What is a BOQ?
As per the definition given by Cambridge dictionary, a Bill of Quantities is a document showing a list of everything needed to build something and how much each item will cost.
NRM 2 defines a BOQ as a list of items giving detailed identifying descriptions and firm
quantities of the work comprised in a contract.
Basically it is a list of items forming part of a construction project with information about their units, quantities, rates and amounts.
What does it contain?
Preliminaries contain all the indirect cost items required for the execution of the project which cannot be directly attributed to any particular activity. E.g. Site office, Staff salaries, Tower crane etc. They are generally given as a lumpsum amount.
Measured works are the actual work that will be carried out for completing the project. The amount for measured works is calculated by multiplying the quantities with their rates. In remeasurable type contracts, these items are remeasured again after completion of the work to arrive at the accurate final amount of work done.
Provisional Sums are given for items of work which have little or no design and information. They are given as a lumpsum amount and are adjusted after the execution of the project.
When and why is it used?
A BOQ is used during the entire lifecycle of a project.
During the designing stage, it can be used to estimate the cost of the project and control the design.
During the Tendering stage, it is used to form a basis for all the bidders to bid for the project. Bidders are given the BOQ by the client along with the RFQ and they quote their rates against each item which ultimately gives the final price they are quoting for the project. It forms the basis for preparing the Comparison Statement for comparing of different quotations received for the work.
Once the tendering stage is complete and the contract is finalized, the BOQ forms an integral part of the contract which is used to calculate the progressive payments of the contractors. It will be also used to
Who prepares it and how?
It is prepared by a QS or an Estimator by a process of Quantity Takeoff (QTO) which involves measurement of all the works based on the drawings and the specifications. Measurement is done using some standard measurement rules. (e.g. IS 1200, SMM7, POMI etc.) Various software are available today to assist in the Quantity Takeoff process (e.g. CostX, Autodesk Quantity Takeoff, On-Screen Takeoff etc.) With the advent of BIM, quantities can be generated easily from the information already available in the model.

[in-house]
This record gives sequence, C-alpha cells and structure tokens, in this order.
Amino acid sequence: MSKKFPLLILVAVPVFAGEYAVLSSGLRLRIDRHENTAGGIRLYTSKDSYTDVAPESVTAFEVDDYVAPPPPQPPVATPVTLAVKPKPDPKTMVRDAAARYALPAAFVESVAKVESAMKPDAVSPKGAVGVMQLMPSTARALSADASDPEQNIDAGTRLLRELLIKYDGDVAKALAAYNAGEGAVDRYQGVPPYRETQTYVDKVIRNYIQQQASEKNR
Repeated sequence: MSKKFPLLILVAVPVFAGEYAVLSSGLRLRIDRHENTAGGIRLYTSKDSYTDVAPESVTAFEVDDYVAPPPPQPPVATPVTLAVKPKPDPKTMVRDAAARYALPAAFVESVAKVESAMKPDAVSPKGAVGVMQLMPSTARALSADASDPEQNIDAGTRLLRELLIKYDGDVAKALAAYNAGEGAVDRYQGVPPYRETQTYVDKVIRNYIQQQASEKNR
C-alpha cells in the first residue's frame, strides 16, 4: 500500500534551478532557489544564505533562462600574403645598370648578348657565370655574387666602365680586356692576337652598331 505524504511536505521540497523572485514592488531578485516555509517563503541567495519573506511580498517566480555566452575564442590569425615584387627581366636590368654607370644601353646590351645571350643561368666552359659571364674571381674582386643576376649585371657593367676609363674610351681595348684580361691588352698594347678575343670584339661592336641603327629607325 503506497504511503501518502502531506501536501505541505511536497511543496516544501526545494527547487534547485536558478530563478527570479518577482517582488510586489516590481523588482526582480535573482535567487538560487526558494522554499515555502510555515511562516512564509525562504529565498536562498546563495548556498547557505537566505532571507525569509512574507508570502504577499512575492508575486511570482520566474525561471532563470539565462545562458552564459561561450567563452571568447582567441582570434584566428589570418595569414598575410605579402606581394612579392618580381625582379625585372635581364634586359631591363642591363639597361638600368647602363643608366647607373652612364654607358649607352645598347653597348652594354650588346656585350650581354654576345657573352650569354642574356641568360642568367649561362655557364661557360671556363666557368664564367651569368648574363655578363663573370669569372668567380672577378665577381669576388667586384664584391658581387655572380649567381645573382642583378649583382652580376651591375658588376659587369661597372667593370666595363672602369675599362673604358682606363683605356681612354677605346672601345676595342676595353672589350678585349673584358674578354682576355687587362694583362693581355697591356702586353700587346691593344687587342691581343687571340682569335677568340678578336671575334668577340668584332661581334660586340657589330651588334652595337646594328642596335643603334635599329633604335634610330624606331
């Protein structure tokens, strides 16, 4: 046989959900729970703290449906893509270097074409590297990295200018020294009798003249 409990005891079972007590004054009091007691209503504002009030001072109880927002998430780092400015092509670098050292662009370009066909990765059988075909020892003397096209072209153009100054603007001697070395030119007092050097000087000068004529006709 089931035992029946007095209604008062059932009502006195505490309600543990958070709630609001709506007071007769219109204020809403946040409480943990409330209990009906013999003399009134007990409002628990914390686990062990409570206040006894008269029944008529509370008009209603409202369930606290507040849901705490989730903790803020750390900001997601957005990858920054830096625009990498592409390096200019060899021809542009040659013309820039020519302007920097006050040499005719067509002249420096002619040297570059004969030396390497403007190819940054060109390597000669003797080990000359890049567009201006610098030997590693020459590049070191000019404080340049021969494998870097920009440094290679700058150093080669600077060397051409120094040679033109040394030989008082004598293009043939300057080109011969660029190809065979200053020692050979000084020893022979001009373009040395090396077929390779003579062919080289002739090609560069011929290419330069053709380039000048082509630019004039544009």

The rates are arrived at by a process of Rate analysis which is basically breaking down each work into more detailed components such as Labour, Material, Plant & Machinery, overheads etc. The quantity of works multiplied by its rates gives the amount for the works.
How are the items arranged?
Items are usually arranged either as per the Trades (e.g. Shuttering, Concreting, Excavation etc.) or as per the Elements (e.g. Substructure, Superstructure, Finishes etc.).
There are various standard formats of arrangement of works in the BOQ, most notably the UniFormat (element based) and the MasterFormat (trade based).
The basic idea of arranging the items is to list them according to the flow of construction. For a Trades BOQ, Excavation will come first, then Shuttering, Reinforcement and Concreting and so on. Similarly for an Elemental BOQ, Substructure will come first, then Superstructure, Finishes etc.
Format of a BOQ